Thursday, October 17, 2013

Ding, Dong, the Witch is .... No, Let's Rethink That

I've  long thought that Jean-Paul Sartre, though a mediocre philosopher, was a pretty good playwright and novelist.

Hold with novelist.  His trilogy Les chemins de la libert√©, offers a marvellous window into France/Paris in and around the debacle that was the collapse of France in the face of the German invasion at the beginning of World War II.  The second volume, Le Sursis, when I first read it struck me as the most memorable.  The standard English translation of "Le Sursis" is "The Reprieve," but as Wiki says, the phrase "could cover a number of semantic fields from 'deferment' to 'amnesty.'"   The background for the novel is the calamitous Munich encounter of 1938, when Neville Chamberlain went to Germany to negotiate with Adolph Hitler, only to return empty-handed (well--with an empty promise) and humiliated.

Or so we remember it from the hindsight of history.  We remember how the Munich agreement led with the force and implacability of  classical tragedy to the fall of Czechoslovakia and thence to World War II.  But Sartre reminds us of what we have forgotten: to the crowds in the street in 1938, Munich looks like a fabulous victory.  Sartre captures the sense of almost paralyzing anxiety that descended upon Paris at the beginning of the great danse macabre--followed by the eruption of giddy relief at its end.  "Peace in our time," Chamberlain famously declared, and in the immediate aftermath of Munich, the phrase had  not yet achieved its bitter irony.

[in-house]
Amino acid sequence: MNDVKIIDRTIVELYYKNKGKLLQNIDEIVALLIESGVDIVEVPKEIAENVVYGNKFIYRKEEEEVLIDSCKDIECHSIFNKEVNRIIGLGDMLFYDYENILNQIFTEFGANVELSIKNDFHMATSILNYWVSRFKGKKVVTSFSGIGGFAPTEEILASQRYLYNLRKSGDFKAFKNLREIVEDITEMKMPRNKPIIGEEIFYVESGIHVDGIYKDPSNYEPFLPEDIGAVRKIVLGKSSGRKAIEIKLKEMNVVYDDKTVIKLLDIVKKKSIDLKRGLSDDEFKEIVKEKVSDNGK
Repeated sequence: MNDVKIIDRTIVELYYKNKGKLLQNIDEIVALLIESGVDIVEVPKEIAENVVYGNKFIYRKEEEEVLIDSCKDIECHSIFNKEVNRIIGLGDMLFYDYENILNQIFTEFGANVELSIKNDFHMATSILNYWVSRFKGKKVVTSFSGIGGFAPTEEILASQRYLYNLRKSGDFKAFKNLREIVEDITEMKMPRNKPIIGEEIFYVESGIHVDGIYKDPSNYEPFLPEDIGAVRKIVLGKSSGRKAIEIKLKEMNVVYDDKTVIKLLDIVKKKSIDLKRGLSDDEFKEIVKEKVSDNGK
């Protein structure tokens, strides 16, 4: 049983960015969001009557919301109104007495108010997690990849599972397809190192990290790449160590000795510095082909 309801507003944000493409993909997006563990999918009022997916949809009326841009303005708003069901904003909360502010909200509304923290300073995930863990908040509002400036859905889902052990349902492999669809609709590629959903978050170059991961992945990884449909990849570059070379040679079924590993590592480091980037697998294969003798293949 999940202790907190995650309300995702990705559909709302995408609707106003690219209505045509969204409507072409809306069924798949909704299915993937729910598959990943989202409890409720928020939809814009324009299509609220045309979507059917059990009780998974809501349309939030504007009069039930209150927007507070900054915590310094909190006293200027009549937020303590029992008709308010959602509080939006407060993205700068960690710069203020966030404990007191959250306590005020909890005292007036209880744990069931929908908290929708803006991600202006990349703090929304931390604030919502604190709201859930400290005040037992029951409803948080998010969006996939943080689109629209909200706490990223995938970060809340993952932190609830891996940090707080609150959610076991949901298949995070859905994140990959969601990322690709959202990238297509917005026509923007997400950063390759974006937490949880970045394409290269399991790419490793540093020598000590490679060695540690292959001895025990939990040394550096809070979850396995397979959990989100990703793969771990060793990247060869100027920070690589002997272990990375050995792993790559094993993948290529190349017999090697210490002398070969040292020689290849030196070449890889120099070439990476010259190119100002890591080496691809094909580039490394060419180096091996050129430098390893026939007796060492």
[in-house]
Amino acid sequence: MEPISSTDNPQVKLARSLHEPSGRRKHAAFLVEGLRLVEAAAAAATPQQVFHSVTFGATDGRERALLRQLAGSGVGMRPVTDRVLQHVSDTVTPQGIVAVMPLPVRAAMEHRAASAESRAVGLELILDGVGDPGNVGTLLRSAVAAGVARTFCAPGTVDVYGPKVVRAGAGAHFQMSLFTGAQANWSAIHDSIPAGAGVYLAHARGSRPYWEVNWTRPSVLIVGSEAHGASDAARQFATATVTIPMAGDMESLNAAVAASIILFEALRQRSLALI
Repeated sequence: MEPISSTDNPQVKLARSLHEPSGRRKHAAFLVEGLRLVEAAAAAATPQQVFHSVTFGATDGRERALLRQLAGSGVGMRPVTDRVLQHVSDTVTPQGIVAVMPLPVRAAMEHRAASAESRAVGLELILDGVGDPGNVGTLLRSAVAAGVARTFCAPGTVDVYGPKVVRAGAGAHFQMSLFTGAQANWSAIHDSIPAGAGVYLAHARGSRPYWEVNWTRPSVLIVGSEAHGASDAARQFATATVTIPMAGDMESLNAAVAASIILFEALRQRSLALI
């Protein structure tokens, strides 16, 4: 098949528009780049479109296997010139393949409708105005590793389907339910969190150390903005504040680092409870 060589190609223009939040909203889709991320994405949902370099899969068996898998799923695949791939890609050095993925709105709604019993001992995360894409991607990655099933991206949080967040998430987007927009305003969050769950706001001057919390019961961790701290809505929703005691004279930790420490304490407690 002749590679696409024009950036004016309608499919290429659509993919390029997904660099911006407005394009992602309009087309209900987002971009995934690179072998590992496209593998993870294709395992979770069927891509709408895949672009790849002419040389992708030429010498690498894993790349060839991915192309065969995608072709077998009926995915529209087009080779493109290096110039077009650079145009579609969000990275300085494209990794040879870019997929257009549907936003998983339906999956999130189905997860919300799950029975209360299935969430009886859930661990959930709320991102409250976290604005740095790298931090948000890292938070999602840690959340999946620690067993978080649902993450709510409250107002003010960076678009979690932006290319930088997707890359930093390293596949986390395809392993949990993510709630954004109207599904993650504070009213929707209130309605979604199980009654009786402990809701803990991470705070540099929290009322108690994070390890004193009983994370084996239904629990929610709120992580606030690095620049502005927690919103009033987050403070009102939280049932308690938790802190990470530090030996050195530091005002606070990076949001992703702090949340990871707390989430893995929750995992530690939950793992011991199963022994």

I see that we have a deal over the budget "CR" and the debt limit (though not, apparently, over the menacing "sequestration" which appears almost to have become part of the furniture).   The sigh of relief in the chattering class sounds like the greatest exhalation of warm air since Hurricane Sandy.  The marital rata-tat-tat is the sound of mutual Congressional backslapping.  The worst is over; we can get back to immigration (well probably not), tax overhaul (you jest) an all those other topics that have been plaguing us for so long.  The President retains his golden slippers and Ted ("Don't Throw the Water!") Cruz flies off on his broom.

Hey, this has been fun. And I see that the new CR expires on January 15 (and the suspension of the debt ceiling, on February 7).  So it looks like we have a chance to enjoy it all again.


marcel said...

The standard English translation of "Le Sursis" but as Wiki says, the phrase
could cover a number of semantic fields from 'deferment' to 'amnesty'.

What? Looks like you dropped at least a couple of words between "Sursis" & "but"

Buce said...

I'm on it, thanks.